They're certainly qualified to dive after the OW course. I'd say they're probably not qualified/experienced enough to do their own navigating until at least AOW or about 20 dives though. And they're not qualified to rescue another diver until they've done rescue, obviously.

My reasoning isn't because they're unsafe divers, but simply because they haven't had that awareness opening experience that the rescue course is, and would only be marginally helpful if something serious happened to their dive buddy. The most common cause of death among divers is heart attack btw.

I suppose we just have a different opinion of what 'qualified' means. I think once leaving the course they should feel comfortable to dive in similar conditions down to about 130 feet and be able to render aid to their buddy should they need to.

Maybe that is unrealistic now days. Maybe we need a course that is taught as 3 separate classes over a few months with DM lead required dives in between the classes so that a person finishes up with Rescue about 25-50 dives under their belt.

I could be OK with that. I'm not OK with someone saying on one hand you are qualified as a diver and on the other hand saying you lack the skills and knowledge to be able to dive unsupervised. Those are conflicting ideas in my mind and is like calling a learner's permit a driver's license.
 

kaerius

Contributor
Messages
383
Reaction score
38
Location
Sweden
# of dives
500 - 999
Perhaps, I don't see any agencies that go that far though, and there'd be a lot fewer divers around if they did. Anyone know an agency that requires 30+ dives on their entry course?

It's certainly more ideal, but probably not very realistic. And what you mentioned, your opinions on what qualified are about the same as what I would like as a minimum.
 

DCBC

Banned
Messages
4,443
Reaction score
932
Location
Halifax, Nova Scotia, Canada
Perhaps, I don't see any agencies that go that far though, and there'd be a lot fewer divers around if they did. Anyone know an agency that requires 30+ dives on their entry course?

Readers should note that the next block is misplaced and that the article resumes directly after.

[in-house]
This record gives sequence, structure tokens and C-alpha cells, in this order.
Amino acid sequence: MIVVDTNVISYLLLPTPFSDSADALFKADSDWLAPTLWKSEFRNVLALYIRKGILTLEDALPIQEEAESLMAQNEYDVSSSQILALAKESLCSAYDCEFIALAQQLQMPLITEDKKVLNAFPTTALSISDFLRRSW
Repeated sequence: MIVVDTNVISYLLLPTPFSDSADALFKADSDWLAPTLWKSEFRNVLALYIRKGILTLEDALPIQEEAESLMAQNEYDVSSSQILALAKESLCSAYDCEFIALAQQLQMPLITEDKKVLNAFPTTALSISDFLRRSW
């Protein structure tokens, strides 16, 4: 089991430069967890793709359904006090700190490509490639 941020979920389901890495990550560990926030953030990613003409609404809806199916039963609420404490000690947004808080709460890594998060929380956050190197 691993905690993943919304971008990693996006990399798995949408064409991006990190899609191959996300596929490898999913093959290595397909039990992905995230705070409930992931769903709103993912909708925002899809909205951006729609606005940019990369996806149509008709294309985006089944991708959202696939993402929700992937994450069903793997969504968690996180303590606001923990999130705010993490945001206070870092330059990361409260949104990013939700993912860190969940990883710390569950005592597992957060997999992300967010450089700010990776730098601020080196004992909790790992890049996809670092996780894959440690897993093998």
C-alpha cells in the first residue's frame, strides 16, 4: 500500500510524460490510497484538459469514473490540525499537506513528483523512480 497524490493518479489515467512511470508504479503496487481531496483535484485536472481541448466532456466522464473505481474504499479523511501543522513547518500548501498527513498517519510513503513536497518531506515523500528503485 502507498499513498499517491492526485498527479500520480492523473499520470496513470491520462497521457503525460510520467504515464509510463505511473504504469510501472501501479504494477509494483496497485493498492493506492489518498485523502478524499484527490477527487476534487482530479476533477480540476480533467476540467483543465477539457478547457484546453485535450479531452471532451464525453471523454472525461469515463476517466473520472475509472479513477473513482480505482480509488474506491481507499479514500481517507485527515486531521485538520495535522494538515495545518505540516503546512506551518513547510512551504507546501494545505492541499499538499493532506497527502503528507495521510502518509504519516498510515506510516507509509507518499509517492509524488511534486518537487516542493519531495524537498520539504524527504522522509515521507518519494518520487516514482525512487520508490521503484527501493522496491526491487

It's certainly more ideal, but probably not very realistic. And what you mentioned, your opinions on what qualified are about the same as what I would like as a minimum.

A CMAS One Star Diver (*) requires a minimum of 40 hours of instruction with 6 dives. After certification, the diver must be accompanied by a diver with a ** (or better rating) and is limited to 60' until they move to the next level.

To enter a CMAS ** program the diver must have a minimum of 16 dives before entering the program (10 after certification). These 10 dives must be of various types and environments. The CMAS ** program includes 40 to 50 hours of academic and 20 openwater dives.

The 20 dives should cover a suitably wide range of different diving conditions and as far as possible include the following:

(11) Required Dives:
• (1) Navigation
• (1) Night or low visibility diving
• (4) Deep diving (130 feet/40 meters maximum depth)
• (2) Rescue dives
• (1) Search and Recovery
• (1) Light Salvage
• (1) Exploration and Mapping

(9) Elective Dives
• Beach dives with sloping entry.
• Full Facemask
• Coral Reef
• Diving from small boats.
• Diving from larger boats.
• Limited visibility dives.
• Diving during the night
• River Dives
• Cold Water Dives (Dry Suit)
• Dives to 30 – 100 feet.
• Search and recovery
• Light salvage and recovery
• Hunting and collecting
• Exploration and underwater mapping
• Non-penetration wreck diving
• Observation and data collection
• Diving in surf or currents
• Altitude diving

After a minimum of 36 dives and approx 100 hours of training you are ready to dive unsupervised. You might compare this with the duration of some other courses.
 

k11dorf

Registered
Messages
42
Reaction score
0
Location
Key Largo, FL
# of dives
5000 - ∞
About a recent Scuba Diving Magazine:



I found it somewhat disappointing. It focused almost exclusively on theoretical knowledge, and completely missed the part about spending time in the water.

Sure, classroom and theory are important - long term.

But if one instructor requires 8 hours in a pool and two dives before certification, and another 12 hours and four dives for the same class size, you can tell which course will produce the best divers without even looking at the classroom content.

From my article: "There is no question the divers of the 21st century have enjoyed a cultural shift to independent study and online learning. Rather than bemoan the lessening of time in the classroom, instructors should embrace the additional time it provides, to teach where it is most valuable: in the water. Properly used, today’s modular training can maximize aquatic proficiency while still maintaining academic validity."

Please also understand that we are limited by length of the feature and editorial control as to what makes the final copy...and it was pitched by Scuba Diving Mag as a theoretical article, not a discussion on which water skills should be taught...
 

OldNSalty

Contributor
Messages
2,364
Reaction score
820
Location
Just this side of paradise.
# of dives
200 - 499
So what if there are no other 2 star divers around? I mean, I like some of the ideas that are presented there but would a PADI AOW diver do if no 2-star diver could be found?

Do other agencies and charters hold you to that rule? I guess it depends a lot on the integrity of the student.
 
https://www.shearwater.com/products/teric/

Top Bottom